4. Drink deeply from good books, especially the Bible. You need advice. You need guidance, and quality books provide that.
  5. Make friendship an art. “A man who has friends must himself be friendly” (Proverbs 18:24). Put the effort in! 
  6. Build a shelter against a rainy day. This combines helping others, having friends, and making the most of your days. Build security and solidity in your life. 
  7. Pray for guidance and count and give thanks for your blessings every day.

Do we remember the blessings we have? The guidance we have been given? Dr. Winnail reminded the students to consider the valuable advice they get through these forums, to take the time to review their notes, to commit wisdom to memory and live it. 

Fill the Need

Dr. Winnail concluded his forum presentation with advice on setting goals. He told the students to look around and see what needs there are in the world. Christopher Colombus saw a need in his life: to reduce the time to get spices from India. Philo Farnsworth saw a need: displaying a scanned image on a screen. What needs do we see in the world around us today?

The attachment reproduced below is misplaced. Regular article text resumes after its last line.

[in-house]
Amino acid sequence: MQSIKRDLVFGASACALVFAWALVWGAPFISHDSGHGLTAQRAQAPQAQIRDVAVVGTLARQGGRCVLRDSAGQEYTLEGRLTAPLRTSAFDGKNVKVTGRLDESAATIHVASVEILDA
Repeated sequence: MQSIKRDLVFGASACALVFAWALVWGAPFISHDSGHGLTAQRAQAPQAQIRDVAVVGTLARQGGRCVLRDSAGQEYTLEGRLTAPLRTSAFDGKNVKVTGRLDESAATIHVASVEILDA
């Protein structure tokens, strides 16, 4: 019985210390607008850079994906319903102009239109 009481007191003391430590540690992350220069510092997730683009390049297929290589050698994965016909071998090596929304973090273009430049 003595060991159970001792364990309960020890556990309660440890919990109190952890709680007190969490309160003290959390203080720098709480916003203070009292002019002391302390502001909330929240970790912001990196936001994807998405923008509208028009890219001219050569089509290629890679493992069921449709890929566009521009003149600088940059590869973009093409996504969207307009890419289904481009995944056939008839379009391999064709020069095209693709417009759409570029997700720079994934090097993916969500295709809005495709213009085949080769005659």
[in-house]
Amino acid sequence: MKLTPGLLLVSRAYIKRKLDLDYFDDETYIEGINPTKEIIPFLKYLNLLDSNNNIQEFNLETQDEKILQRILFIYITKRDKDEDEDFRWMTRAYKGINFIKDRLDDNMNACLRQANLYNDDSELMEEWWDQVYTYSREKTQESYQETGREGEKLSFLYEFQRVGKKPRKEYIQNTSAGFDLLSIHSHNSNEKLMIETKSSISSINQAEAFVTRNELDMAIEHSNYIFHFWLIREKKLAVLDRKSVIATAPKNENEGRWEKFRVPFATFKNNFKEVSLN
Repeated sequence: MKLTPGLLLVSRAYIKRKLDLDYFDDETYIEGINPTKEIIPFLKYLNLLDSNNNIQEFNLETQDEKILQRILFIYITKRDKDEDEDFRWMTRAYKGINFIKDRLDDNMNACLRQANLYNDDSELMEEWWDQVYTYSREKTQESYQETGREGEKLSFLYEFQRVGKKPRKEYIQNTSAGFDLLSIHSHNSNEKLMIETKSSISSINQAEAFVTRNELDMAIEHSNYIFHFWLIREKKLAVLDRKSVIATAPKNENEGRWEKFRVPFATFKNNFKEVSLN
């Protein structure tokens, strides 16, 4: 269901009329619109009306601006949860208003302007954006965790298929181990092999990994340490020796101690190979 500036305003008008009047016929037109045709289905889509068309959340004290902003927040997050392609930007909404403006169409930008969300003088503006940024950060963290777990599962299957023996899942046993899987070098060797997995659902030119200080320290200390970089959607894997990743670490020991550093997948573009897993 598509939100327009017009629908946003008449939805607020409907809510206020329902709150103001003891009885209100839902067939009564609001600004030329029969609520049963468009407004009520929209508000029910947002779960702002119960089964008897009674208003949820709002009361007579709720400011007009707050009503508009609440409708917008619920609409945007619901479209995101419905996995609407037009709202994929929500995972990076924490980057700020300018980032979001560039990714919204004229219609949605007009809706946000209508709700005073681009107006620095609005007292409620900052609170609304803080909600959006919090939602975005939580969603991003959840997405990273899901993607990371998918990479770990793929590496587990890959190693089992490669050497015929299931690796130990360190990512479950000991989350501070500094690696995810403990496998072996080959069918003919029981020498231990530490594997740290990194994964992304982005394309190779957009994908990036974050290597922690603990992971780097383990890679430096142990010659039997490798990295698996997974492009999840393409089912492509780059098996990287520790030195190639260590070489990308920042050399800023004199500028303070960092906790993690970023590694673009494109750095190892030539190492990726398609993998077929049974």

As Christians, we should see what we want to change in the world around us, because, as Dr. Winnail reminded the students, we will have the chance to make those changes when Christ returns. 

Kaleb Johnson is a student in the Living Education-Charlotte Program. He graduated with a degree in Chemical Engineering from the University of Alabama in Huntsville in the spring of 2022. In addition, Kaleb enjoys writing, video-making, trying new activities (anything and everything), playing chess, and debating (it’s not arguing!) with people. He currently works in the Living Education department producing written content & videos and helping with a variety of other projects.